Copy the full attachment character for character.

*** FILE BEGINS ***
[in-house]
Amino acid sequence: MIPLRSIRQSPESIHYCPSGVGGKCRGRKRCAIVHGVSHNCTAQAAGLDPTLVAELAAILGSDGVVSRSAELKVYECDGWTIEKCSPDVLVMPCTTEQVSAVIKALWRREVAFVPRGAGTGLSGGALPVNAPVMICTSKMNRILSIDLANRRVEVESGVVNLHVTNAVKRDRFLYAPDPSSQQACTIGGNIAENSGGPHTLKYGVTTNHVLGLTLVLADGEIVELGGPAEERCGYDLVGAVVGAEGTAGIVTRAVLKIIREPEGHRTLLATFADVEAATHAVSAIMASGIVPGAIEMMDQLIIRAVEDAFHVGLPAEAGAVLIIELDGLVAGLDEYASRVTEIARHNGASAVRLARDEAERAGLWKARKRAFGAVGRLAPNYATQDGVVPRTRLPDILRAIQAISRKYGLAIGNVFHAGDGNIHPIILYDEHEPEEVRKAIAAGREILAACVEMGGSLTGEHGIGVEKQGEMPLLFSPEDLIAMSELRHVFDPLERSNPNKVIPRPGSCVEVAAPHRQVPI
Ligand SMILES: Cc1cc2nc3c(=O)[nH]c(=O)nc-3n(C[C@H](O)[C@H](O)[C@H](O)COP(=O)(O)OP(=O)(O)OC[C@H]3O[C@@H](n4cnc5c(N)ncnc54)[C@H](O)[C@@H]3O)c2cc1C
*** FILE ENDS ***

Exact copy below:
[in-house]
Amino acid sequence: MIPLRSIRQSPESIHYCPSGVGGKCRGRKRCAIVHGVSHNCTAQAAGLDPTLVAELAAILGSDGVVSRSAELKVYECDGWTIEKCSPDVLVMPCTTEQVSAVIKALWRREVAFVPRGAGTGLSGGALPVNAPVMICTSKMNRILSIDLANRRVEVESGVVNLHVTNAVKRDRFLYAPDPSSQQACTIGGNIAENSGGPHTLKYGVTTNHVLGLTLVLADGEIVELGGPAEERCGYDLVGAVVGAEGTAGIVTRAVLKIIREPEGHRTLLATFADVEAATHAVSAIMASGIVPGAIEMMDQLIIRAVEDAFHVGLPAEAGAVLIIELDGLVAGLDEYASRVTEIARHNGASAVRLARDEAERAGLWKARKRAFGAVGRLAPNYATQDGVVPRTRLPDILRAIQAISRKYGLAIGNVFHAGDGNIHPIILYDEHEPEEVRKAIAAGREILAACVEMGGSLTGEHGIGVEKQGEMPLLFSPEDLIAMSELRHVFDPLERSNPNKVIPRPGSCVEVAAPHRQVPI
Ligand SMILES: Cc1cc2nc3c(=O)[nH]c(=O)nc-3n(C[C@H](O)[C@H](O)[C@H](O)COP(=O)(O)OP(=O)(O)OC[C@H]3O[C@@H](n4cnc5c(N)ncnc54)[C@H](O)[C@@H]3O)c2cc1C